United States and American History: Late 1892
About the history of the United States in 1892, the Populists party takes off, the first heavyweight championship boxing match with gloves, Chicago's world fair.
July 4 The 1st nominating convention of the People's party, or Populists, nominated for President, James Baird Weaver, a Union general from Iowa, and for Vice-President, James C. Field, a Confederate general from Virginia. A single banner across the stage said, "We Do Not Ask for Sympathy or Pity: We Ask for Justice." Most Populists were farmers and workers.
Aug. 15 When 100 miners marched on the convicts' quarters at the Oliver Springs mine in Anderson County, Tenn., the guards opened fire, wounding several. Miners poured into the area, marched on the stockade, disarmed the guards, burned the blockhouse, and returned the guards and convicts to Knoxville. Then they laid siege to Fort Anderson until an army of 500 soldiers arrived. The miners were arrested and locked up in railroad cars, a schoolhouse, and a Methodist church, but nearly all were eventually acquitted by local juries. The militia crushed the revolt, but the convict lease system was discredited and soon abolished.
Sept. 7 After decades of bareknuckled fighting, the 1st heavyweight championship in which the contestants wore padded gloves was staged in New Orleans, La., with James J. Corbett knocking out the heretofore invincible John L. Sullivan in the 21st round.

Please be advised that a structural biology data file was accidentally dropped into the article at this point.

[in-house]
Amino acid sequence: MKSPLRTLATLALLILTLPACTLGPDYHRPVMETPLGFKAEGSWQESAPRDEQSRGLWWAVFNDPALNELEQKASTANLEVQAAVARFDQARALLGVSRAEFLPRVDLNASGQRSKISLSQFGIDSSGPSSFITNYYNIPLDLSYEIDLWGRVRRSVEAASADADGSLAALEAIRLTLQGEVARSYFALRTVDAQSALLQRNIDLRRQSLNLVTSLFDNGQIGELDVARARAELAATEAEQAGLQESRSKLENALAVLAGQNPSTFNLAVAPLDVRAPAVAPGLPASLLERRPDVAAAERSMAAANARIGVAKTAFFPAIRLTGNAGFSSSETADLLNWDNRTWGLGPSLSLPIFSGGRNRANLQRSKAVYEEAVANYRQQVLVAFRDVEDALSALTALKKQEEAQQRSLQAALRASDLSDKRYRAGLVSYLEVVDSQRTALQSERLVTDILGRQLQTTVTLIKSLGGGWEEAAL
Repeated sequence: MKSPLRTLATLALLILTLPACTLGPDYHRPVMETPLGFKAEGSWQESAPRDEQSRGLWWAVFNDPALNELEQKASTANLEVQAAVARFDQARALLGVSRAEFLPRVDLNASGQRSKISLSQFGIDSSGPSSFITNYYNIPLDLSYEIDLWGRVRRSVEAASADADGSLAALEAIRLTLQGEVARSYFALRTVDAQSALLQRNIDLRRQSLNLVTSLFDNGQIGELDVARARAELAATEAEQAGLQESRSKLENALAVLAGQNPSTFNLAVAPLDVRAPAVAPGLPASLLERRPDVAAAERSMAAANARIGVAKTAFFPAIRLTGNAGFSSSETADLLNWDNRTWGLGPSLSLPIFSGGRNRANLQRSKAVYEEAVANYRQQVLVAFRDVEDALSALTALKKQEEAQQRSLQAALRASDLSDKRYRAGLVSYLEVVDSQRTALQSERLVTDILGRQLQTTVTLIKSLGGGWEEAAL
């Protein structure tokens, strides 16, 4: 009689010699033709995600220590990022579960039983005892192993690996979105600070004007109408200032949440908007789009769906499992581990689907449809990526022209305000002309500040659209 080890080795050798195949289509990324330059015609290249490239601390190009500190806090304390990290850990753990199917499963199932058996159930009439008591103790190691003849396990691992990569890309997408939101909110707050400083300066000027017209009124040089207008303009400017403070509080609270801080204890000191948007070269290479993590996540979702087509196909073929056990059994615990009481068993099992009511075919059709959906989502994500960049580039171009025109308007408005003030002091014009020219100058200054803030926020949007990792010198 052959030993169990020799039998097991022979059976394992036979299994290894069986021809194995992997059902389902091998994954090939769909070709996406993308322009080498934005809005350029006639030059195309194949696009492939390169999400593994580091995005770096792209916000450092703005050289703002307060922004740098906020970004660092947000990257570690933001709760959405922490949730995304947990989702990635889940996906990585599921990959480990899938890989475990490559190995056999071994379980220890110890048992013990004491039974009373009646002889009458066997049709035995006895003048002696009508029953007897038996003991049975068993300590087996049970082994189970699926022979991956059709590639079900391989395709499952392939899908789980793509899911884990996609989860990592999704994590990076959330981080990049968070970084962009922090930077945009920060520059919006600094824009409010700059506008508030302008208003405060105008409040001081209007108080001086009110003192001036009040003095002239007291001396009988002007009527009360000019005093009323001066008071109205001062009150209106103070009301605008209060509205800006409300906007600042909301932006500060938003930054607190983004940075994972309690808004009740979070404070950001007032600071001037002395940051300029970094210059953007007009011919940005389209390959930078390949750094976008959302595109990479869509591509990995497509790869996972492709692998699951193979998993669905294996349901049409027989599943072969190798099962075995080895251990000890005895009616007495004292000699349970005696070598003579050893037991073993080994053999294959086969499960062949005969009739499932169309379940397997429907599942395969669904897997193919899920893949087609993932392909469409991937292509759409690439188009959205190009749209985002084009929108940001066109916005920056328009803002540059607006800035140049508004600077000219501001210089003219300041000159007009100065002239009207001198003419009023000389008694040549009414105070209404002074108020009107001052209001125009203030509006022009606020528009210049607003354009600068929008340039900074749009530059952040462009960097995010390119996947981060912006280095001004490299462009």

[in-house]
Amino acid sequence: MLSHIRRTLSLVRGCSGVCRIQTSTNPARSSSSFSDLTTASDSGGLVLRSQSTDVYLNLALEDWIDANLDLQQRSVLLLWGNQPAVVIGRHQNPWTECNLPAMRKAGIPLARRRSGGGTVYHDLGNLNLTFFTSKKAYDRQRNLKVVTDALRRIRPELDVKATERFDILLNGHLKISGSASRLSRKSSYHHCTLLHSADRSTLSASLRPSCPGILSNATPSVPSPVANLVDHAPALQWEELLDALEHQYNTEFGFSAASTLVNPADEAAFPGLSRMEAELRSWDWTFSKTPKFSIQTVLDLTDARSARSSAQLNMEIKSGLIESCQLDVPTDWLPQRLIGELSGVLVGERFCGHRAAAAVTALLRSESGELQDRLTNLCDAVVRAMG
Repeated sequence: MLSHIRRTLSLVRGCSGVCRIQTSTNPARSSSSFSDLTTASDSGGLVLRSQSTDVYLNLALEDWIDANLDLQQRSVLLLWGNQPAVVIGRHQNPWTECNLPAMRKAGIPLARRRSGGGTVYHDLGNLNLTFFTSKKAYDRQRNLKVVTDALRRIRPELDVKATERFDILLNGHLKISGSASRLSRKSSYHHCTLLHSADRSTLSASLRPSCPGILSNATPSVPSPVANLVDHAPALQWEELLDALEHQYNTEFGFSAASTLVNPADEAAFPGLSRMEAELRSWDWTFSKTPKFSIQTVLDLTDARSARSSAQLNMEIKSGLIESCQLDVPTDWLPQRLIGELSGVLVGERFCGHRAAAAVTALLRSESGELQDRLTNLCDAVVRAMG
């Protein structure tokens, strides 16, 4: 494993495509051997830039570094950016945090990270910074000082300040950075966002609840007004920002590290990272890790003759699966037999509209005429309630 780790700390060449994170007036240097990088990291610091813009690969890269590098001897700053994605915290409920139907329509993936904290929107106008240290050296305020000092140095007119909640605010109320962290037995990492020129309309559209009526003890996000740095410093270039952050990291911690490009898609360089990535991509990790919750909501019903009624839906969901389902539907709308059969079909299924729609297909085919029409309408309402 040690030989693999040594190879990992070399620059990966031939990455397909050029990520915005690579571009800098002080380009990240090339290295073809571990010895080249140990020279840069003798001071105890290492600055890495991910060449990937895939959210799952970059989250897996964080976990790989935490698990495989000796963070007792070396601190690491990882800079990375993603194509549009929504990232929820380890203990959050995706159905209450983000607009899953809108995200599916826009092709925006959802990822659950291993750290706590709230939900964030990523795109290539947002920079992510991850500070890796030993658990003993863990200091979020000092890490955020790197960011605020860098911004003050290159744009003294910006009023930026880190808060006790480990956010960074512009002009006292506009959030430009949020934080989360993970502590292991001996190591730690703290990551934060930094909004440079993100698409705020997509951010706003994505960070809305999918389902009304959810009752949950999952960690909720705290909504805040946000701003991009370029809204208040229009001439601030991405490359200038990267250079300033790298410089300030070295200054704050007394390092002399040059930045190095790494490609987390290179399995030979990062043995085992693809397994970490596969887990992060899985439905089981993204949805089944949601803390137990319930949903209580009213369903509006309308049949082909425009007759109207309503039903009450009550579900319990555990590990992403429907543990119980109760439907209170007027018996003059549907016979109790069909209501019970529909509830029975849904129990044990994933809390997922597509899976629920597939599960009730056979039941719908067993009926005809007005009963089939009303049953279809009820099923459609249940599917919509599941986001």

Oct. 12 The dedication of grounds at the World's Columbian Exposition in Chicago, a super world's fair to celebrate the 400th anniversary of the discovery of America. The fairgrounds sprawled over 686 acres, and the event cost $28 million. Over 21 million visitors came to the fair, wandering through the modernistic Transportation Building designed by Dankmar Adler and Louis Sullivan, enjoying the 27 colossal sculptures created by Daniel Chester French, listening to the popular "After the Ball Is Over" and to the martial music of John Philip Sousa's band, attending the races to see jockey Ed "Snapper" Garrison make another Garrison Finish, watching the world's 1st national fly-casting tournament, and observing the antics of Little Egypt doing the hootchy-kootchy, strongman Earl Sandow lifting weights, Swami Vivikenanda preaching purity and love.
--In Georgia, Populist gubernatorial candidate Tom Watson said to poor blacks and poor whites:
Now the People's party says to these 2 men, you are kept apart that you may be separately fleeced of your earnings. You are made to hate each other because upon that hatred is rested the keystone of the arch of financial despotism which enslaves you both.
When H. S. Doyle, a black preacher who had been campaigning for Watson, was threatened with lynching, 2,000 armed white farmers guarded him for 2 nights.
--During the election campaign in Georgia, white Democrats murdered 15 Negroes. They also stuffed ballot boxes extensively--in Augusta, the total vote was twice the number of registered voters.
Nov. 8 The Populists elected governors in Colorado, Kansas, North Dakota, and Wyoming. They also elected 2 senators, 11 House members, and sent 354 representatives to 19 State legislatures.
Nov. 8 In New Orleans, 20,000 workers, white, black, skilled, unskilled, industrial, and clerical, went on general strike demanding union recognition and closed shops. When the militia was called in, the unions backed down and the strike ended.
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